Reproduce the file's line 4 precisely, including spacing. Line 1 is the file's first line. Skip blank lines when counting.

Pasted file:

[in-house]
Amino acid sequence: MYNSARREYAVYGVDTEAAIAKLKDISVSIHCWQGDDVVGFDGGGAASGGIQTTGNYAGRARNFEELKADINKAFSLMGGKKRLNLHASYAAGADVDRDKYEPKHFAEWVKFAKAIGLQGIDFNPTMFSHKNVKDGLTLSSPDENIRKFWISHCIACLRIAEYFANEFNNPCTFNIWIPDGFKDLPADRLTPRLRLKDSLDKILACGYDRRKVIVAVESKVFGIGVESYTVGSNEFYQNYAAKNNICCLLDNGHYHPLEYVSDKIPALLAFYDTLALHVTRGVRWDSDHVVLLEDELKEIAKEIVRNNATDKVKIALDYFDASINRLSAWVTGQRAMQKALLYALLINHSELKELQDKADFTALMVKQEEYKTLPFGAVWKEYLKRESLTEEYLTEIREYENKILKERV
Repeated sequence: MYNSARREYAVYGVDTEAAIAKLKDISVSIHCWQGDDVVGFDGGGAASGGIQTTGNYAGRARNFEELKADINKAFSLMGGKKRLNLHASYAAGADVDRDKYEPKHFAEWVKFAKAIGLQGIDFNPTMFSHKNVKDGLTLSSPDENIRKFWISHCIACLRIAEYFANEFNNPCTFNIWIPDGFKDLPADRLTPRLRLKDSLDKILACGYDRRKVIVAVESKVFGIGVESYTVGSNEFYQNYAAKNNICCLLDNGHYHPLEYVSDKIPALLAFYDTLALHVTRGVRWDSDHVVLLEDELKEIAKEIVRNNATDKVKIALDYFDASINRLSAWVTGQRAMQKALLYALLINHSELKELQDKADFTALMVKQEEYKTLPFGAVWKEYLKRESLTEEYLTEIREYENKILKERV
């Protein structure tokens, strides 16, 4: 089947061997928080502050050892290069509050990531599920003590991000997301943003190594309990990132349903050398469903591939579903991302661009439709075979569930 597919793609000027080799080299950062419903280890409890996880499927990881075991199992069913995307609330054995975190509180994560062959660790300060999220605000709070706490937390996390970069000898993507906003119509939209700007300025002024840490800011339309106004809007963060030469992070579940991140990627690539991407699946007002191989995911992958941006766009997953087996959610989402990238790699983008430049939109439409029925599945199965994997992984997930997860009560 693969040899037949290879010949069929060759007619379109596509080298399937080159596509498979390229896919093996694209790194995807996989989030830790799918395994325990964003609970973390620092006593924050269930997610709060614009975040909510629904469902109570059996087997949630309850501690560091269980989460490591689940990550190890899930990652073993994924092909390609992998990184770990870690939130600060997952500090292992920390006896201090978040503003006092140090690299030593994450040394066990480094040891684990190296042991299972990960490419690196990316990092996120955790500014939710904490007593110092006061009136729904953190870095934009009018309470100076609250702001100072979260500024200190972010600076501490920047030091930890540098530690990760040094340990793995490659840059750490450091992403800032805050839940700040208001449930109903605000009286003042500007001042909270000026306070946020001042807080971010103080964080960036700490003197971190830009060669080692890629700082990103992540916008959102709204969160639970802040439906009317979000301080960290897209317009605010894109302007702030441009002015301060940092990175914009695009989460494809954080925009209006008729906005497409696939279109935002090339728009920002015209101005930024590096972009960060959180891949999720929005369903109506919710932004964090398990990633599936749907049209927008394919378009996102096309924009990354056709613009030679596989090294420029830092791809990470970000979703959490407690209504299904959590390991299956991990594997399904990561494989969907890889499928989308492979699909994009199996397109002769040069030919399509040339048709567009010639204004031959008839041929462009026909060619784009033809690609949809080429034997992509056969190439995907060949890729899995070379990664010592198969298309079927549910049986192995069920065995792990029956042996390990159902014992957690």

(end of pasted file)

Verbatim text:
């Protein structure tokens, strides 16, 4: 089947061997928080502050050892290069509050990531599920003590991000997301943003190594309990990132349903050398469903591939579903991302661009439709075979569930 597919793609000027080799080299950062419903280890409890996880499927990881075991199992069913995307609330054995975190509180994560062959660790300060999220605000709070706490937390996390970069000898993507906003119509939209700007300025002024840490800011339309106004809007963060030469992070579940991140990627690539991407699946007002191989995911992958941006766009997953087996959610989402990238790699983008430049939109439409029925599945199965994997992984997930997860009560 693969040899037949290879010949069929060759007619379109596509080298399937080159596509498979390229896919093996694209790194995807996989989030830790799918395994325990964003609970973390620092006593924050269930997610709060614009975040909510629904469902109570059996087997949630309850501690560091269980989460490591689940990550190890899930990652073993994924092909390609992998990184770990870690939130600060997952500090292992920390006896201090978040503003006092140090690299030593994450040394066990480094040891684990190296042991299972990960490419690196990316990092996120955790500014939710904490007593110092006061009136729904953190870095934009009018309470100076609250702001100072979260500024200190972010600076501490920047030091930890540098530690990760040094340990793995490659840059750490450091992403800032805050839940700040208001449930109903605000009286003042500007001042909270000026306070946020001042807080971010103080964080960036700490003197971190830009060669080692890629700082990103992540916008959102709204969160639970802040439906009317979000301080960290897209317009605010894109302007702030441009002015301060940092990175914009695009989460494809954080925009209006008729906005497409696939279109935002090339728009920002015209101005930024590096972009960060959180891949999720929005369903109506919710932004964090398990990633599936749907049209927008394919378009996102096309924009990354056709613009030679596989090294420029830092791809990470970000979703959490407690209504299904959590390991299956991990594997399904990561494989969907890889499928989308492979699909994009199996397109002769040069030919399509040339048709567009010639204004031959008839041929462009026909060619784009033809690609949809080429034997992509056969190439995907060949890729899995070379990664010592198969298309079927549910049986192995069920065995792990029956042996390990159902014992957690």